Gaëlle Borgia, an investigative researcher and journalist, said that signs of the food insecurity situation were visible long earlier in 2020 and had warned that if the Malagasy authorities seemed reluctant to admit the situation, it was difficult to ignore the multiple alerts recorded for months, including that of the United Nations.[7]

The government of President Andry Rajoelina received backlash over the edging famine, with a journalist confronting him during a press conference in Antananarivo.[29]

On 16 July 2021, at a summit of African leaders, Rajoelina pleaded to world leaders to act on climate change referencing the situation in the south of Madagascar. He also reported that a UN representative and the Swiss ambassador to Madagascar had recently visited Ambovombe to check the situation.[35]

My compatriots in the South are suffering a heavy toll from the climate crisis in which they did not participate.

Andry Rajoelina, president of Madagascar, July 2021.[36]

A report of July 2021 said that if "no action is taken", the situation is going to peak by January 2022 and to worsen drastically between October and December 2021, with insufficient food stock and inflation caused by COVID-19. It also predicted that up to more than 500,000 people will be in phase 4 of malnutrition.[37]

On 19 July 2021, Rajoelina called for a "radical and lasting change" during a summit of the International Development Association in Abidjan, in Ivory Coast. Rajoelina criticized those who cause climate change by saying that "my compatriots in the South are suffering a heavy toll from the climate crisis in which they did not participate." and promised more help to the south and empowerment of women.[36]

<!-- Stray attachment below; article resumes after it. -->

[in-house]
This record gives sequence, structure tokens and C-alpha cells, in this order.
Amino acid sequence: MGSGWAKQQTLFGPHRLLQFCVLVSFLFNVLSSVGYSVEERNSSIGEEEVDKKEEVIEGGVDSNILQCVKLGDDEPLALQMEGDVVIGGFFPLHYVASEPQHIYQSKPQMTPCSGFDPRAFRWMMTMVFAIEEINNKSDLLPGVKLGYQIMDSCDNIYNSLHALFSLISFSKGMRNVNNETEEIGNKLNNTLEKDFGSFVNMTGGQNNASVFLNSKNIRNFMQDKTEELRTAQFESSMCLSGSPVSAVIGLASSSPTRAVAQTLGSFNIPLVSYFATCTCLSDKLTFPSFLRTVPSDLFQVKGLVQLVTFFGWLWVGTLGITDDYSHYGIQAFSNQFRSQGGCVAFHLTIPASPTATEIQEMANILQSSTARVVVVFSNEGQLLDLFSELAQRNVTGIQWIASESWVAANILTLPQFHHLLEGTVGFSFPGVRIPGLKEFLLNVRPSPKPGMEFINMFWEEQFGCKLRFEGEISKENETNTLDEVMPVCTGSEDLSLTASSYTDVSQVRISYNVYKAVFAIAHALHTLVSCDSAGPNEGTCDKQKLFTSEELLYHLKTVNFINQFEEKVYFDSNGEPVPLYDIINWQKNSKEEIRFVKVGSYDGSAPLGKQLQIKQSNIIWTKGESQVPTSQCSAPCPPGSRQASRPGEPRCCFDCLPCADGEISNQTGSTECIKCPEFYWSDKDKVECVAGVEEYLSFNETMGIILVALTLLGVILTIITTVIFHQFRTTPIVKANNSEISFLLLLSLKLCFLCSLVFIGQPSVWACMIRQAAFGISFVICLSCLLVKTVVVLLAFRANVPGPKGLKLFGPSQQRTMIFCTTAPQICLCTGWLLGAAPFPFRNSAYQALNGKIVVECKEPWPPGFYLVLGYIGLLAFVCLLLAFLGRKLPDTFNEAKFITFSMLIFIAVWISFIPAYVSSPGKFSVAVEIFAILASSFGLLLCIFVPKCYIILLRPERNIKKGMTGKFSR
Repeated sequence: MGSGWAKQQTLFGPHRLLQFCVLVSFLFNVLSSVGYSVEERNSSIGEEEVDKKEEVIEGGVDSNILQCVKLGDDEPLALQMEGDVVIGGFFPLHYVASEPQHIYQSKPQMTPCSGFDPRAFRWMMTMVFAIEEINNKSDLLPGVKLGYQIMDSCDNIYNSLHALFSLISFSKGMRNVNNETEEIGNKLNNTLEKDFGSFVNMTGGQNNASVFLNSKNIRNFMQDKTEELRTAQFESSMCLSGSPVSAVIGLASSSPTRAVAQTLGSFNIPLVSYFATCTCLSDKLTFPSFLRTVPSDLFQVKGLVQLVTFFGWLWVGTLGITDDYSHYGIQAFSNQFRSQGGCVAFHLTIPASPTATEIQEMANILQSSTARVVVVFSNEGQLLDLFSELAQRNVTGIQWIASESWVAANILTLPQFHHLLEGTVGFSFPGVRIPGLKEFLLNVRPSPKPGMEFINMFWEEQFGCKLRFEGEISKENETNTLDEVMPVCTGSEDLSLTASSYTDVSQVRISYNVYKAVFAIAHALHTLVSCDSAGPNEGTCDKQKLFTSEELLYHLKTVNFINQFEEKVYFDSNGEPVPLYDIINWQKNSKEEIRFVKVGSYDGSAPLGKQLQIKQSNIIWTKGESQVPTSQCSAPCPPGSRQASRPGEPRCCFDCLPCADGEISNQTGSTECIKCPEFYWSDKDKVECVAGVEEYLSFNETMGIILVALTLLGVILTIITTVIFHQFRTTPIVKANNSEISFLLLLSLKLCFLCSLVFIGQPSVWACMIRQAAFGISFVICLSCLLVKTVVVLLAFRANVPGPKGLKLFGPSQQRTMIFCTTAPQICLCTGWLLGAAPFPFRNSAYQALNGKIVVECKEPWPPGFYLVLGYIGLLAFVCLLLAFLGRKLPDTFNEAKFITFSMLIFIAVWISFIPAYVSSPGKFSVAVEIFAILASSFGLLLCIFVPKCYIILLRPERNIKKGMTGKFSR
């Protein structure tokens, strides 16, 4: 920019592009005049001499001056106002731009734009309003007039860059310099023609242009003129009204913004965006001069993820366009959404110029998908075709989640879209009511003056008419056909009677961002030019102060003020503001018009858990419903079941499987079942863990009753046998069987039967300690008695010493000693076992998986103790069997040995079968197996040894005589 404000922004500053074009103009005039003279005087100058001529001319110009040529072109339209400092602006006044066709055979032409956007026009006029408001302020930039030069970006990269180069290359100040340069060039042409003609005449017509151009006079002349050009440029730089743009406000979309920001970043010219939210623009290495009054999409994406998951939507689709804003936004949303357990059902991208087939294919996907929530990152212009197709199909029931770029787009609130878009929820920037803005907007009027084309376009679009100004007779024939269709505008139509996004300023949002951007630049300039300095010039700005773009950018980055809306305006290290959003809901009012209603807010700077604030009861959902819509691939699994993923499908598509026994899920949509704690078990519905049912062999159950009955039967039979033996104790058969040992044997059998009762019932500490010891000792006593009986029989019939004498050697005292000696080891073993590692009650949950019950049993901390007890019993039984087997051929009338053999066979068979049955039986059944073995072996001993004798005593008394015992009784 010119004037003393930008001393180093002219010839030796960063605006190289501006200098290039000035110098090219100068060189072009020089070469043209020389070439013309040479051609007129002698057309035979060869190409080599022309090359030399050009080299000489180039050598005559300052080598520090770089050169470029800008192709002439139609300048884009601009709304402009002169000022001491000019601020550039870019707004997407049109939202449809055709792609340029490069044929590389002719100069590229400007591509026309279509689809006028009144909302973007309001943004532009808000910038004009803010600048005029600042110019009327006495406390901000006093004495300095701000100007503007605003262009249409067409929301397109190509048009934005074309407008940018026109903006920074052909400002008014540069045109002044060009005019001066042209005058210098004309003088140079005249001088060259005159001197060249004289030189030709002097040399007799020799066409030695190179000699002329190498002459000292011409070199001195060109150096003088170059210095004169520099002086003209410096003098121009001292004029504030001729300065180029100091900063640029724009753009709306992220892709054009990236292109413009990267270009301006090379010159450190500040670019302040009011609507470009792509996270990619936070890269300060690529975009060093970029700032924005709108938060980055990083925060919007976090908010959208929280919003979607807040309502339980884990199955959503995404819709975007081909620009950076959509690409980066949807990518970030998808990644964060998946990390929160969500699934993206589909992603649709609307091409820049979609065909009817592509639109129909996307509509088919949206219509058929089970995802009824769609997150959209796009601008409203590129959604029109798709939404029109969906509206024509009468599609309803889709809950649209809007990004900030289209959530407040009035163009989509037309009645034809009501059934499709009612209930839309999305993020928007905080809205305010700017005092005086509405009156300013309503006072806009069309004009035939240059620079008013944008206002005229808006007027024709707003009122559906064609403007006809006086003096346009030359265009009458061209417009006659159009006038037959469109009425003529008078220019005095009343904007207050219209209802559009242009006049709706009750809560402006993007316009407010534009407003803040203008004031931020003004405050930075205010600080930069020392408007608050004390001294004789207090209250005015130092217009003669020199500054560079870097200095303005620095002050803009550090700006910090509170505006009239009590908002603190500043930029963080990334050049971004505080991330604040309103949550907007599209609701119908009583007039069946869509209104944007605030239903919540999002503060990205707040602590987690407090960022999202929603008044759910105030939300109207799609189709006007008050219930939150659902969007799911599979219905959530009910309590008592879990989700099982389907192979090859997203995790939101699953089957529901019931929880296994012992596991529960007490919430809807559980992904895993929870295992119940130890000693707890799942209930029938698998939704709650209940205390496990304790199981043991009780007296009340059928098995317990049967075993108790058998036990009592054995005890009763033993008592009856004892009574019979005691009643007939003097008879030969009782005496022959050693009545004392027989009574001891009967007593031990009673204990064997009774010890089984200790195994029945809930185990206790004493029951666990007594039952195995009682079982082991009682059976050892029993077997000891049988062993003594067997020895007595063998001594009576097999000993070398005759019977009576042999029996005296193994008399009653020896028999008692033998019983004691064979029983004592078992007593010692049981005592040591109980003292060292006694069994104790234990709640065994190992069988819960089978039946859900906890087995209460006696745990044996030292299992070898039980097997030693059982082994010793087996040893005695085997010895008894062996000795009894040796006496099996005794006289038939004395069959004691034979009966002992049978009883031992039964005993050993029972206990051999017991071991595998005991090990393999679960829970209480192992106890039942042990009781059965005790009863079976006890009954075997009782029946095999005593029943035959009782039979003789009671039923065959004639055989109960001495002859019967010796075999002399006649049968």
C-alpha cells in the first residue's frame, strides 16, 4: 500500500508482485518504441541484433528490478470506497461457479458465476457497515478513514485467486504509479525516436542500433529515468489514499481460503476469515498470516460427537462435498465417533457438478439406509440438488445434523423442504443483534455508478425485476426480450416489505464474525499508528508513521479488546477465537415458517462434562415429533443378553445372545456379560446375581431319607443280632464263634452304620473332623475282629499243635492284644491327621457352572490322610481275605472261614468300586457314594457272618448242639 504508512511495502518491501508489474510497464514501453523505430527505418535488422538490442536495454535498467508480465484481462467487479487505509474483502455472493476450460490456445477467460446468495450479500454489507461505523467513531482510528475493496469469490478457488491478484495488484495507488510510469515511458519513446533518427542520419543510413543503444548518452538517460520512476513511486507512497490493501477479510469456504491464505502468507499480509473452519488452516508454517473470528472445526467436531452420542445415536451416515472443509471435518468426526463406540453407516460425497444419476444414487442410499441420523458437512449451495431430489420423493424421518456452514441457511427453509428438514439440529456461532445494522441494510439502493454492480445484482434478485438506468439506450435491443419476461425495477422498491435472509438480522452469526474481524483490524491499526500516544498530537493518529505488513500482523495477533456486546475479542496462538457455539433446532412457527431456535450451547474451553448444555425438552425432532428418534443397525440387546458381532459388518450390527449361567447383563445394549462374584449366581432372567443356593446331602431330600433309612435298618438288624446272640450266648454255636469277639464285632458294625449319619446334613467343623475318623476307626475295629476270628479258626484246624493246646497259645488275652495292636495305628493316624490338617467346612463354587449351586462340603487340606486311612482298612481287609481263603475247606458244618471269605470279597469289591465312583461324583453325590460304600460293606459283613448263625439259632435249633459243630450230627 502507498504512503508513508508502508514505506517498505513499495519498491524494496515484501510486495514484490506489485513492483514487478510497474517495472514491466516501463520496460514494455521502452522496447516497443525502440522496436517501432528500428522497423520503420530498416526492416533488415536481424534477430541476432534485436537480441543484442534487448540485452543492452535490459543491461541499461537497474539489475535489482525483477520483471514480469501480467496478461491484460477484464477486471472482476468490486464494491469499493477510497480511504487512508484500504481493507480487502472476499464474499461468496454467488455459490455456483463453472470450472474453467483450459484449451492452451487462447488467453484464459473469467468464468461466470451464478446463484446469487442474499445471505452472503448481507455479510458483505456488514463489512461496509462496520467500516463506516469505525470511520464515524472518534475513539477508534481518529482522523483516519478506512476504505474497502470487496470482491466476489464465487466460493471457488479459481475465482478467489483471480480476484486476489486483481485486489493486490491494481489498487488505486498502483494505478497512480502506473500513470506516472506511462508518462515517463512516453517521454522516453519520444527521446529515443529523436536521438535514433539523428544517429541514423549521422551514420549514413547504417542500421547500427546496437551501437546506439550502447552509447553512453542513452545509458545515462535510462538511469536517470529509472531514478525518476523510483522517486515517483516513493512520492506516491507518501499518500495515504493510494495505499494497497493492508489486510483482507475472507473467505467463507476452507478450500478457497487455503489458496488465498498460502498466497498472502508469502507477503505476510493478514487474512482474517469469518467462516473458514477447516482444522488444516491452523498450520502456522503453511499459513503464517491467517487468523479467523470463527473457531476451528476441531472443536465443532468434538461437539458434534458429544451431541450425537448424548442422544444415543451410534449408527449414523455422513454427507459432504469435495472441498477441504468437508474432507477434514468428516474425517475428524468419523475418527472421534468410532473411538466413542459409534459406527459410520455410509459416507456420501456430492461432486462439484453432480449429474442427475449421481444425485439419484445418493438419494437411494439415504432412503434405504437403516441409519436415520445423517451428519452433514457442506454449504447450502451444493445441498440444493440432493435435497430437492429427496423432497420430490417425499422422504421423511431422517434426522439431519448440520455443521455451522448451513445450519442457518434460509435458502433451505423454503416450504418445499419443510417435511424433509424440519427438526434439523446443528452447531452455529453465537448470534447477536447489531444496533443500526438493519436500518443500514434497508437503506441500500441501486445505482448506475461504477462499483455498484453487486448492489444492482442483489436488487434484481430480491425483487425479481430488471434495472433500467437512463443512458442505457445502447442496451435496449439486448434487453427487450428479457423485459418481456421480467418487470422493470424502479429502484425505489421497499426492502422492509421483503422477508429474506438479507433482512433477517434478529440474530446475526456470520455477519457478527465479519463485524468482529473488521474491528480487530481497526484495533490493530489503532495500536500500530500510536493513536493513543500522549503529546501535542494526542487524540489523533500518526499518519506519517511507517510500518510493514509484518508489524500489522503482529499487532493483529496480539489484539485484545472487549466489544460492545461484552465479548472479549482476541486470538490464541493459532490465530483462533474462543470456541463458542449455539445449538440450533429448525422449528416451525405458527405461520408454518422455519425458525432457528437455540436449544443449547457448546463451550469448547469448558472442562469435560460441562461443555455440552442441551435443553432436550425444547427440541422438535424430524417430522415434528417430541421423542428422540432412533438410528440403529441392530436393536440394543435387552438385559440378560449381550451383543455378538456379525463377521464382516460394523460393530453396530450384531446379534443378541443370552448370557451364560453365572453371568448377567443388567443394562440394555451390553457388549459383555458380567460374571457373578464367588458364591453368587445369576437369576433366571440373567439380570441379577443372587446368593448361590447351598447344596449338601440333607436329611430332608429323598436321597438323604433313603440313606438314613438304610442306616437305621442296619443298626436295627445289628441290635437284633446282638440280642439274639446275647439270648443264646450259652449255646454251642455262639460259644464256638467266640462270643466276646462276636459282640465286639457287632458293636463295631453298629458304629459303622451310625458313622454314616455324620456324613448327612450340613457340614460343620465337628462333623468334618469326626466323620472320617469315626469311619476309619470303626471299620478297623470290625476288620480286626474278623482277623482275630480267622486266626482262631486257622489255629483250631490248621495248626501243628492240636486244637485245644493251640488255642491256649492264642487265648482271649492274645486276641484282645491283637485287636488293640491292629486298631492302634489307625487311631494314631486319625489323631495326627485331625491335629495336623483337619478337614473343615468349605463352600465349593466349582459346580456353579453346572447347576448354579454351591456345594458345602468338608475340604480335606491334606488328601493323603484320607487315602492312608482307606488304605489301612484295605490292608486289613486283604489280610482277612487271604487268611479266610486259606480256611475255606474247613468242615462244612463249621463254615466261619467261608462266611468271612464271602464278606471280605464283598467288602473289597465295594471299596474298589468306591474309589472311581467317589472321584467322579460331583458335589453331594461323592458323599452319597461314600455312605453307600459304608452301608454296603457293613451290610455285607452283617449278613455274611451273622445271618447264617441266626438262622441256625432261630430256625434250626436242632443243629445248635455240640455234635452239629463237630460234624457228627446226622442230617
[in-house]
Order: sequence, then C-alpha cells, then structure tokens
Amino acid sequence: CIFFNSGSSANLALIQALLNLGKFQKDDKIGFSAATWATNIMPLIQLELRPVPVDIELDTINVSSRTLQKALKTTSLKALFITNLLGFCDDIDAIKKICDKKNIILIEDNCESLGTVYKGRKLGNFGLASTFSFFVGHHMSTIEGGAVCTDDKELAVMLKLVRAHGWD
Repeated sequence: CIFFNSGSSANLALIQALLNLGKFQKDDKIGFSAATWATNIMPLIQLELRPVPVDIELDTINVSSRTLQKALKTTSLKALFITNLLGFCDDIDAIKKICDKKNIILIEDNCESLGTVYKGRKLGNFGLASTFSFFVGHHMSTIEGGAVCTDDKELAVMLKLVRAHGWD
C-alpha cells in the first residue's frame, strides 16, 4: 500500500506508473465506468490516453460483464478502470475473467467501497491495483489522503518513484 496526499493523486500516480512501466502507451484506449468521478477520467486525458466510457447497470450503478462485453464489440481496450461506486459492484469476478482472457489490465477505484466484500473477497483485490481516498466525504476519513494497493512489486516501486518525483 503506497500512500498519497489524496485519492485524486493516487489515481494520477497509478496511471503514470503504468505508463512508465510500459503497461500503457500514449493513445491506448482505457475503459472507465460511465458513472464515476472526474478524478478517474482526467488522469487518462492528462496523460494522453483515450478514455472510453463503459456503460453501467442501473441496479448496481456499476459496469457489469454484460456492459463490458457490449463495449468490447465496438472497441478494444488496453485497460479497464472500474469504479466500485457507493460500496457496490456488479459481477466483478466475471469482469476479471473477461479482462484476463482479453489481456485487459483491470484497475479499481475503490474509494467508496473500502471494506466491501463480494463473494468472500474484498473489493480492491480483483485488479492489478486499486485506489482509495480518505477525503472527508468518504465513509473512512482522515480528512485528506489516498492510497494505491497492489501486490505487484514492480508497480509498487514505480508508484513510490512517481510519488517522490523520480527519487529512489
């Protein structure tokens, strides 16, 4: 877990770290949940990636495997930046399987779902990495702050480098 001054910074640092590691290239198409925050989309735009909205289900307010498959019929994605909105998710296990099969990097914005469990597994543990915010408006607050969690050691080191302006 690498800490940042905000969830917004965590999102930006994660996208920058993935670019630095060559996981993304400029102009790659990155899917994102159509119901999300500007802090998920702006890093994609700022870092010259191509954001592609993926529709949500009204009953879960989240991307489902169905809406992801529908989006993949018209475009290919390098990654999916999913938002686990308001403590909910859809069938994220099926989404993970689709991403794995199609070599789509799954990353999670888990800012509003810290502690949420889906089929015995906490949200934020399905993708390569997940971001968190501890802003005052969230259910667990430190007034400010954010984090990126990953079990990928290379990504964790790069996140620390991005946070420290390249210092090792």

The Secretary General of the United Nations, António Guterres, also pled on social media for help for Malagasy people.[36]

In late July 2021, the U.S. embassy further expanded its aid through USAID to more than 100,000 people in the south providing food to children and pregnant women facing malnutrition. The embassy also donated further $7.5 million dollars.[38]

German Roman Catholic bishops have pled for help for children in southern Madagascar, with Archbishop Ludwig Schick leading efforts to raise awareness of the situation of famine in the country.[39]

In late August 2021, a United Nations resident coordinator for Madagascar, Issa Sanogo, warned that the situation was still critical and warned that "the hunger season is coming" as he also said that further 500,000 children are at risk during the course of the near future. The United Nations repeated its warning that the country is on the verge of a "humanitarian crisis."[40]

In November 2021, ABC World News Tonight travelled to the area, with anchor David Muir reporting from there. As a result of the airing of the report, around 22,000 donors amounted to $2.7 million in aid, which will directly go to WFP to help on the ground.[41]

In October 2022, UNICEF contributed with $23 millions for children suffering from the famine,[42] which continued in the south, with a third of the population suffering from the disaster, according to researchers cited by the Financial Times.[43]

See also



  1. ^ As of 3 October 2022, Madagascar reported 66,684 cases and 1,410 deaths from COVID-19.